top of page

Is it even possible to develop a unique style?




Like Thor’s hammer, it struck me today, we now live in world where billions of images are posted daily on the Internet. I don’t know why today was unique, but the preponderance of eye candy and visual stimulation, suddenly became overwhelming.


How can I, or anyone for that matter, stand out as an established visual artist? Is it even possible to develop a unique style?


Interestingly though, the more I scour the Internet for inspiration, the less inspired I become. Everything is starting to look the same from the 100 foot level, often too saturated, over sharpened, too perfect, unnatural or surreal and too similar.


It is a subtle trap. Our brains are wired up to notice difference and change. It is for this reason our eyes make constant micro-movements. If we could stare at something long enough without these micro-movements, it would eventually become invisible to us.

Cats and cobras for example don’t have eyes capable of movement. To see effectively, they must move their entire head. You can tell when a cats are hunting by how still they become. By being very still and staring in the same spot non-moving things become invisible to them and when something does move, they notice it instantly.


Snake charmers use this technique with cobras. The cobra slowly moves its head back and forth so as not to become blind to its environment. Snake charmers, by synchronizing their hand movements with the snake eventually make their hand invisible to the cobra. They can quickly reach out and grab the snake before it sees the hand coming.


We occasionally diminish the quality of an image because of this blindness. Here is how it happens.

  • We find an image we like and want to improve.

  • We start editing and like the changes.

  • We stick with the process too long and become blind to previous edits.

  • Feeling we haven’t tweaked things enough, we push the sliders a little more to see a change.

  • Repeat, wash, repeat again.

Pretty soon a once acceptable image is pushed into the category of overworked, unnatural, and dissonant with natural aesthetics. But we don’t see it. Instead, we sit back satisfied in admiration of our handy work.


However, after sharing our images we return to bask in the glow of social media likes, only to wonder why in the world did anyone give that disaster a thumbs up? We ask ourselves, “What was I thinking?”


Another contributing factor to this problem is the growing need for immediate gratification. We want that perfect image now. We want the world to see how talented we are now. We want our social media likes now!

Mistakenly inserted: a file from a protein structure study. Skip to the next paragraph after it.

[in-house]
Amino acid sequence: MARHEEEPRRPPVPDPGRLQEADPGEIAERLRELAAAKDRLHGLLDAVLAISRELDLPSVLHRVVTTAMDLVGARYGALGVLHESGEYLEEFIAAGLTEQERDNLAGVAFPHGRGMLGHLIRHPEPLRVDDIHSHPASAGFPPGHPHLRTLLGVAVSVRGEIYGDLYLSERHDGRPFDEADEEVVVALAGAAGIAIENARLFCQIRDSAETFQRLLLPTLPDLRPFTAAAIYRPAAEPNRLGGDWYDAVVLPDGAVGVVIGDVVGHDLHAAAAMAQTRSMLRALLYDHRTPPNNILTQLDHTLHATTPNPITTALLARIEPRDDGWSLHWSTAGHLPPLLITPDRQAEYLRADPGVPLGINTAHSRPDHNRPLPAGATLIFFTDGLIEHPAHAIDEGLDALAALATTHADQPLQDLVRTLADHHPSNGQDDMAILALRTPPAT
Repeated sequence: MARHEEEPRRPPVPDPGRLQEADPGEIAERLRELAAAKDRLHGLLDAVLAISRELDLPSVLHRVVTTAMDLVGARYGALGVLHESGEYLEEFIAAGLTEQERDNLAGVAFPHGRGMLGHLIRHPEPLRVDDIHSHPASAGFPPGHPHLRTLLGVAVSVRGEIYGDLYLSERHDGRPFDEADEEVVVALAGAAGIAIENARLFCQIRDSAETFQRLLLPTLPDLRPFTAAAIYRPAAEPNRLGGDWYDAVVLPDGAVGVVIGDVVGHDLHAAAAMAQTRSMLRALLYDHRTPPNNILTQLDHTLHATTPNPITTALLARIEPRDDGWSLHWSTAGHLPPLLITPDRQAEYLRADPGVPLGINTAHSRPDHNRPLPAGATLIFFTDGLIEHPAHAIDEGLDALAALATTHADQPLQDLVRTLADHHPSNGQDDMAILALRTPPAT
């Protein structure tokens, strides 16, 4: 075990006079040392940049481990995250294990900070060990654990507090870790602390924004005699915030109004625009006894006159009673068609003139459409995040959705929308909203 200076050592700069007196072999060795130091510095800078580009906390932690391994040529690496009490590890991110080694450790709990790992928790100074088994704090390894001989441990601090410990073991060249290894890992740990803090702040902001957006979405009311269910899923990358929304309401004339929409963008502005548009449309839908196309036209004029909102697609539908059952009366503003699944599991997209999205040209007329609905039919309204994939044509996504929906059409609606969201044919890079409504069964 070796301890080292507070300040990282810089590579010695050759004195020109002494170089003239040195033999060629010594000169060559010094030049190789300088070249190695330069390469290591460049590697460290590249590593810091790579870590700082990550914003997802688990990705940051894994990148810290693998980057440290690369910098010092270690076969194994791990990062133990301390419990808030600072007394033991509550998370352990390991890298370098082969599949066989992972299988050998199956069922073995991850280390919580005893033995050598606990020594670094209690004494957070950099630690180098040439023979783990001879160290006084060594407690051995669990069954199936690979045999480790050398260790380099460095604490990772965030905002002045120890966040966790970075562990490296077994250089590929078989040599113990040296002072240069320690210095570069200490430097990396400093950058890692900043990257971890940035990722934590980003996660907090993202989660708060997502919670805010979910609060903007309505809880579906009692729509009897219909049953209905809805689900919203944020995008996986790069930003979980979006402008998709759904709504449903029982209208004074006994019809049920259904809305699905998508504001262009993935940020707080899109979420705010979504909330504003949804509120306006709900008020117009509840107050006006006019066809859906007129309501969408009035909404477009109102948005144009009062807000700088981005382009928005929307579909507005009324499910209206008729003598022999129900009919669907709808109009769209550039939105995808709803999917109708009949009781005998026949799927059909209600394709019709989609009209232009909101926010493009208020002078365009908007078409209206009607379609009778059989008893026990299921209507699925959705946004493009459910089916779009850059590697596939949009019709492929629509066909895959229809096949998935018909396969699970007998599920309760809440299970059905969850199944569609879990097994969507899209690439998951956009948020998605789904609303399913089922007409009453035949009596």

So we live in a world where we have billions of images posted everyday. Some are stunning, many just suck, but all begin to blind us to our style. We become desensitized to saturation, sharpness, contrast, poor composition, and so on and push the sliders a little more.


I have found a number of ways to return to my personal aesthetic that you might find useful.


The first thing is to use the “before and after” slider, if available, or simply toggle back and forth between the original image and the edited one. It soon becomes very apparent when the edits have gone too far. Simply stepping away from an image for a while also breaks the pattern of more is better. Try resetting the image and starting over.


It is also important to focus on a personal vision for an image. Trying to develop a style based on pleasing others probably will lead to disappointment. Your creations may find popularity but leave you unsatisfied. Popularity is transient and fickle. Focus on your vision if you want to continually satisfy yourself and endure as an artist.


Kick the social media habit. I’ve read somewhere that brain studies have been done that show social media likes and acceptance affect the brain in ways similar to mood altering drugs. Ask yourself, if social media did not have “approval” buttons would you still participate?


Try this for a week. If you use Facebook or similar social media, post your images privately for at least a day, so no one can see them. If that sounds uncomfortable, maybe you are creating art to please someone else not you and need that immediate acceptance.


Finally, if you want real inspiration, seek it in your environment, not the Internet. Take a drive or a walk, search through a junk drawer or whatever. Find your inspiration in what you can create, right now, with the assets you have.

12 views0 comments

Recent Posts

See All

PHOTOGRAPHER & ART DIRECTOR, PUEBLO, CO

  • Facebook
  • Twitter
  • Linkedin
bottom of page